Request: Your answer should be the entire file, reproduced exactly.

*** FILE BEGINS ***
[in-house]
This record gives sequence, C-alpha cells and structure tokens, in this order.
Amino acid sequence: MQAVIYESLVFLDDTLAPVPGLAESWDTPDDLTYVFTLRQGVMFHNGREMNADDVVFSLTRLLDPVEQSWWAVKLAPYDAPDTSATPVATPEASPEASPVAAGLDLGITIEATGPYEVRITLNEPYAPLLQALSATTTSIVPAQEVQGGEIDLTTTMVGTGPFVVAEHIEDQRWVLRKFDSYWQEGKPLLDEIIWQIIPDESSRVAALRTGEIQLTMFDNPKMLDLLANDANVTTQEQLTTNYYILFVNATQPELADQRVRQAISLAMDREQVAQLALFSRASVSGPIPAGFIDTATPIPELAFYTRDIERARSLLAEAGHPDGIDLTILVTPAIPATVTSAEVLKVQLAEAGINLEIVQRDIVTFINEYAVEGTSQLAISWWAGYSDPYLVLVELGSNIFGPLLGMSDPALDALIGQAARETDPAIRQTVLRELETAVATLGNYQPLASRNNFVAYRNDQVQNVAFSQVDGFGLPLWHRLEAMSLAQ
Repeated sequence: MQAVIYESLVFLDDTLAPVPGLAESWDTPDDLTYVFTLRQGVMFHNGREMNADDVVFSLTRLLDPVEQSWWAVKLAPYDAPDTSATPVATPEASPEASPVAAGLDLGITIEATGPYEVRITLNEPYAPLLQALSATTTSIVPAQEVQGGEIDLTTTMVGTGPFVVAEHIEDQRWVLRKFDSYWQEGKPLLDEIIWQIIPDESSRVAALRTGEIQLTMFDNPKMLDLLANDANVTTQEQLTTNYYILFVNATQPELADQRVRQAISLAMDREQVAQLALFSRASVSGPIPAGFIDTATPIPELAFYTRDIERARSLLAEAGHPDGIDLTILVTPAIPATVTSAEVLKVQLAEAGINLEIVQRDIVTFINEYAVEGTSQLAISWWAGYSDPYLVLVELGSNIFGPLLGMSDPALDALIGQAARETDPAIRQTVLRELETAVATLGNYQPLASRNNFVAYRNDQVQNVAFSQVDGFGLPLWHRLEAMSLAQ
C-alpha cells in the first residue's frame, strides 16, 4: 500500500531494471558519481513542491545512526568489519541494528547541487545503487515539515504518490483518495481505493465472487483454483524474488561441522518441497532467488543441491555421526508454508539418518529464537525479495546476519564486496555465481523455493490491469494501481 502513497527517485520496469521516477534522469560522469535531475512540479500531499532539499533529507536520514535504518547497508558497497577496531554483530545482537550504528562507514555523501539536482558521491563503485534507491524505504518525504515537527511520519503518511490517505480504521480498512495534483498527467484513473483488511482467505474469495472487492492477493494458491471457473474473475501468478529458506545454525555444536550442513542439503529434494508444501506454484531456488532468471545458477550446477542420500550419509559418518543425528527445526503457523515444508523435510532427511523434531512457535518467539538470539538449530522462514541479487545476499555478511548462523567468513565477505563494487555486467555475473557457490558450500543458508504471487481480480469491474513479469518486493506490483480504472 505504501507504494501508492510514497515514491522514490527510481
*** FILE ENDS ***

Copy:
[in-house]
This record gives sequence, C-alpha cells and structure tokens, in this order.
Amino acid sequence: MQAVIYESLVFLDDTLAPVPGLAESWDTPDDLTYVFTLRQGVMFHNGREMNADDVVFSLTRLLDPVEQSWWAVKLAPYDAPDTSATPVATPEASPEASPVAAGLDLGITIEATGPYEVRITLNEPYAPLLQALSATTTSIVPAQEVQGGEIDLTTTMVGTGPFVVAEHIEDQRWVLRKFDSYWQEGKPLLDEIIWQIIPDESSRVAALRTGEIQLTMFDNPKMLDLLANDANVTTQEQLTTNYYILFVNATQPELADQRVRQAISLAMDREQVAQLALFSRASVSGPIPAGFIDTATPIPELAFYTRDIERARSLLAEAGHPDGIDLTILVTPAIPATVTSAEVLKVQLAEAGINLEIVQRDIVTFINEYAVEGTSQLAISWWAGYSDPYLVLVELGSNIFGPLLGMSDPALDALIGQAARETDPAIRQTVLRELETAVATLGNYQPLASRNNFVAYRNDQVQNVAFSQVDGFGLPLWHRLEAMSLAQ
Repeated sequence: MQAVIYESLVFLDDTLAPVPGLAESWDTPDDLTYVFTLRQGVMFHNGREMNADDVVFSLTRLLDPVEQSWWAVKLAPYDAPDTSATPVATPEASPEASPVAAGLDLGITIEATGPYEVRITLNEPYAPLLQALSATTTSIVPAQEVQGGEIDLTTTMVGTGPFVVAEHIEDQRWVLRKFDSYWQEGKPLLDEIIWQIIPDESSRVAALRTGEIQLTMFDNPKMLDLLANDANVTTQEQLTTNYYILFVNATQPELADQRVRQAISLAMDREQVAQLALFSRASVSGPIPAGFIDTATPIPELAFYTRDIERARSLLAEAGHPDGIDLTILVTPAIPATVTSAEVLKVQLAEAGINLEIVQRDIVTFINEYAVEGTSQLAISWWAGYSDPYLVLVELGSNIFGPLLGMSDPALDALIGQAARETDPAIRQTVLRELETAVATLGNYQPLASRNNFVAYRNDQVQNVAFSQVDGFGLPLWHRLEAMSLAQ
C-alpha cells in the first residue's frame, strides 16, 4: 500500500531494471558519481513542491545512526568489519541494528547541487545503487515539515504518490483518495481505493465472487483454483524474488561441522518441497532467488543441491555421526508454508539418518529464537525479495546476519564486496555465481523455493490491469494501481 502513497527517485520496469521516477534522469560522469535531475512540479500531499532539499533529507536520514535504518547497508558497497577496531554483530545482537550504528562507514555523501539536482558521491563503485534507491524505504518525504515537527511520519503518511490517505480504521480498512495534483498527467484513473483488511482467505474469495472487492492477493494458491471457473474473475501468478529458506545454525555444536550442513542439503529434494508444501506454484531456488532468471545458477550446477542420500550419509559418518543425528527445526503457523515444508523435510532427511523434531512457535518467539538470539538449530522462514541479487545476499555478511548462523567468513565477505563494487555486467555475473557457490558450500543458508504471487481480480469491474513479469518486493506490483480504472 505504501507504494501508492510514497515514491522514490527510481